Saturday 6 October 2018

Loneliness and Motherhood: Parenting Muslim Teens

When we share out experience of motherhood we talk about the challenges such as exhaustion and losing ourselves and the exhilaration of love and satisfaction that being a mum can bring.  But it’s not so often we talk about loneliness.  Occasionally, the conversation is about how hard it can be to be the mother of a small child – the loss of social life or the shrinking of your world to where your pram can get to. 

I never experienced this loneliness as a mum, I had my family nearby, my grandmother lived with me and then my in-laws would stay for five months every year.  I would return to work after maternity leave, where I would have friends to go to lunch with.  Hubby was always my sounding board and my sisters are good to talk to too.  Perhaps I never had time to be lonely, if anything I was so rarely alone that I craved and savoured moments of isolation.

But then being surrounded by people, is not the same as not being lonely.  For the first time in my life I am getting first hand experience of what that means.

Parenting teens can be a lonely business.  Your little ones put you on a pedestal, you are the best mum in the whole world, the loveliest and the kindest.  As they approach their teens, their opinion changes and sometime it’s as if nothing you do seems right. 

You set boundaries, so restrict them from what they want.  We have had a tug of war over more freedom for my children that neither of us seem to be winning.  Everything you do or say leads to eye rolling and complaint.  All of the hard work you put in when they were small seems to have been ineffective and the kids are suddenly questioning your values about hijab, Quran study, music and all sorts of other things.

Where you were celebrated, now you are the focus of all complaints and you feel as if everything you do is wrong.  I remind myself that some of this because I am my children’s safest space to vent and dump their frustrations, sometimes they just need reassurance or a little kindness and attention.  It still doesn’t make it easy and sometimes I find myself veering between questioning everything I do and steeling myself against criticism enforcing the boundaries in what feels like a heartless way.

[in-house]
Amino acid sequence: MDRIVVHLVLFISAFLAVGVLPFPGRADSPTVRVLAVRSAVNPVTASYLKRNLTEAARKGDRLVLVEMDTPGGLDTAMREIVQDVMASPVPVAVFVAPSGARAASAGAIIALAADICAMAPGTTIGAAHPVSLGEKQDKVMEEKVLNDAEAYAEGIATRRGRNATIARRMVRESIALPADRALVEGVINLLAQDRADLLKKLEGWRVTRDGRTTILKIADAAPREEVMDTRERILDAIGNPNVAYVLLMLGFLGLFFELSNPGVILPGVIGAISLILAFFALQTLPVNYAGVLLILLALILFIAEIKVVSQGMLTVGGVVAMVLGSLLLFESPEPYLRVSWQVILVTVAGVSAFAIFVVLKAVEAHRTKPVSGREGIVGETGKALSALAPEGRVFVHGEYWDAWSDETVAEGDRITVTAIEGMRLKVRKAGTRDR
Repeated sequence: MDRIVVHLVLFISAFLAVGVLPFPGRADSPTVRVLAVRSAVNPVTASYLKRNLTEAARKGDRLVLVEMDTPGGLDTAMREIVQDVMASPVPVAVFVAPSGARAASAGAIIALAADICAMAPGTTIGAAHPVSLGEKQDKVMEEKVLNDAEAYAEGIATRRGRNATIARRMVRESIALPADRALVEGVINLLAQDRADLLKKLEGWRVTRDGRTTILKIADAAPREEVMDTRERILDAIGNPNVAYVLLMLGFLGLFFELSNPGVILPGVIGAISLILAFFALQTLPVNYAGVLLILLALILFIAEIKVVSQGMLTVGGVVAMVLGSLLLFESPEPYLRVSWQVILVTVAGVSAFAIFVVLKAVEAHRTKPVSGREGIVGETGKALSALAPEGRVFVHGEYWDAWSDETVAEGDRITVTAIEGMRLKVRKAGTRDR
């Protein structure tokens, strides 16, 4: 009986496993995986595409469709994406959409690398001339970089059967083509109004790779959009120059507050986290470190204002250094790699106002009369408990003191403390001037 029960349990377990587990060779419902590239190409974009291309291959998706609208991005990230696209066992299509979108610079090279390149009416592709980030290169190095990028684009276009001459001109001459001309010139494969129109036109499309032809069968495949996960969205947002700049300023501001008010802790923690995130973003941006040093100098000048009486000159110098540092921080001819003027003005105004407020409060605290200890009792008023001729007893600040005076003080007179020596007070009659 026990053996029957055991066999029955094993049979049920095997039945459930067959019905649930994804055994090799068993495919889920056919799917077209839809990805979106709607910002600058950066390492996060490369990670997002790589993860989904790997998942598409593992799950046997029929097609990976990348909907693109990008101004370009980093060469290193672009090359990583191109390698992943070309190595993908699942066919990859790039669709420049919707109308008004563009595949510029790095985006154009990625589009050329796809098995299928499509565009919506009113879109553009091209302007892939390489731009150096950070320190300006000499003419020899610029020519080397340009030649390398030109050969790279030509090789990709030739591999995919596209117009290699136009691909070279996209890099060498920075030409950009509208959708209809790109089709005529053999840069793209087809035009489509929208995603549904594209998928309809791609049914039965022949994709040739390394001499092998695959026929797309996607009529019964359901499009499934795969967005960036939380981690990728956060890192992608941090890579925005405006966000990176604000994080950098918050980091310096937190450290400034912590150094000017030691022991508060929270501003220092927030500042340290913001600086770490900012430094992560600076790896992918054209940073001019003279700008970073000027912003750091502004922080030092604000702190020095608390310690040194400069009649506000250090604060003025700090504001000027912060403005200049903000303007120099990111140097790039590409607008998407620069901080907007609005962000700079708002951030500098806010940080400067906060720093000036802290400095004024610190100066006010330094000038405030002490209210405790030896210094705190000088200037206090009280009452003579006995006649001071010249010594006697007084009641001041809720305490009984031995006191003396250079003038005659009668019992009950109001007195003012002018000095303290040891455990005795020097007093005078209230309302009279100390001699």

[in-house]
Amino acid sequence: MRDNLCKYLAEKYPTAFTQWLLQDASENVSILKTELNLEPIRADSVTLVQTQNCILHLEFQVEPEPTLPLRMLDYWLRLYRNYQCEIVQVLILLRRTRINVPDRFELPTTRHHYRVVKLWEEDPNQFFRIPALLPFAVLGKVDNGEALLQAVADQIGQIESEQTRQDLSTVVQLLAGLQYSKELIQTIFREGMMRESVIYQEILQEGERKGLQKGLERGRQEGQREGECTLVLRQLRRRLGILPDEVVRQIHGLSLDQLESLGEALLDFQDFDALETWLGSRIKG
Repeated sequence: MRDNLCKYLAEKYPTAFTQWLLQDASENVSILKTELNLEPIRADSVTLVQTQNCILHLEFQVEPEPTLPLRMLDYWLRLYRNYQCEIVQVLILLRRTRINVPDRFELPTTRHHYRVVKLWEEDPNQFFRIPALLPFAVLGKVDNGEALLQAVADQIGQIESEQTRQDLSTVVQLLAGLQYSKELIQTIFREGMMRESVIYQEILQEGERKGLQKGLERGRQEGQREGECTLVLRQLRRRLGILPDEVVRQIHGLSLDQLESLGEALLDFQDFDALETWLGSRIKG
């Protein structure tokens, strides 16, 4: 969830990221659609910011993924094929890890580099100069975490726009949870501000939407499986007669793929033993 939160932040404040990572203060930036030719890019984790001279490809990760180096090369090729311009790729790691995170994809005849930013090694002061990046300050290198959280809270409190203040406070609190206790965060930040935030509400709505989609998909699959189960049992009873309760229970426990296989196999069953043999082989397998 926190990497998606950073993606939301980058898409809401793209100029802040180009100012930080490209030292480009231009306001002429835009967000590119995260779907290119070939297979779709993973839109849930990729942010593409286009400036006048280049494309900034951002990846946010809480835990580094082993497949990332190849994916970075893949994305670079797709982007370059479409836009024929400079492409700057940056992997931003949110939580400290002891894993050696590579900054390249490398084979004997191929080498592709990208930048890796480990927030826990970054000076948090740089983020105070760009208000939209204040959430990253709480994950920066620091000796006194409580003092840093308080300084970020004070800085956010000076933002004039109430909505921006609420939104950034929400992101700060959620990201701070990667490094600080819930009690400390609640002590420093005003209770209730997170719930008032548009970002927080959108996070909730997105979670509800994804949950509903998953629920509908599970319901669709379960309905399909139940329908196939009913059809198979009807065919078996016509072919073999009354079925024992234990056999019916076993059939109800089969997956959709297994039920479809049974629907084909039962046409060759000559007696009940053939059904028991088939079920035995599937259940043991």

The loneliness is not just inwards, but outwards too.  When your little ones are tiny, everyone shares the pain.  People know about the discomfort of pregnancy and childbirth, followed by the sleepless nights, nursing and all that goes with a small baby then a toddler (potty training anyone?).  If they don’t know, you are happy to share it with people and there is always another new mum who you can share stories with.

But people are not so quick to talk about their teens. Not when things are not peachy perfect.  Who admits if kids aren’t doing well at school, or when they suddenly go from cute to gangly, spotty, funny looking things.  My oldest won’t let me take pics of her anymore and certainly I wouldn’t dare share them with anyone, she would see that as a breach of trust.  No one wants to admit that their daughter is being flooded with hormones and a superficial culture that is making her question wearing hijab so young or boys that just can’t see why they can’t play on the streets or go to the park alone like their friends.

More and more I cans see that they are testing their boundaries and questioning everything in a way that is normal for their age.  I am sure they are not the only ones.  But when people ask how they are, you say fine, all good and smile.  They do the same and no-one admits that their teens are anything less than perfect because if they are not amazing by this point, it is clearly too late and you are a loser who could not bring their children up properly.  So you continue to deal with the battles alone – feeling vilified and questioning all that you have done.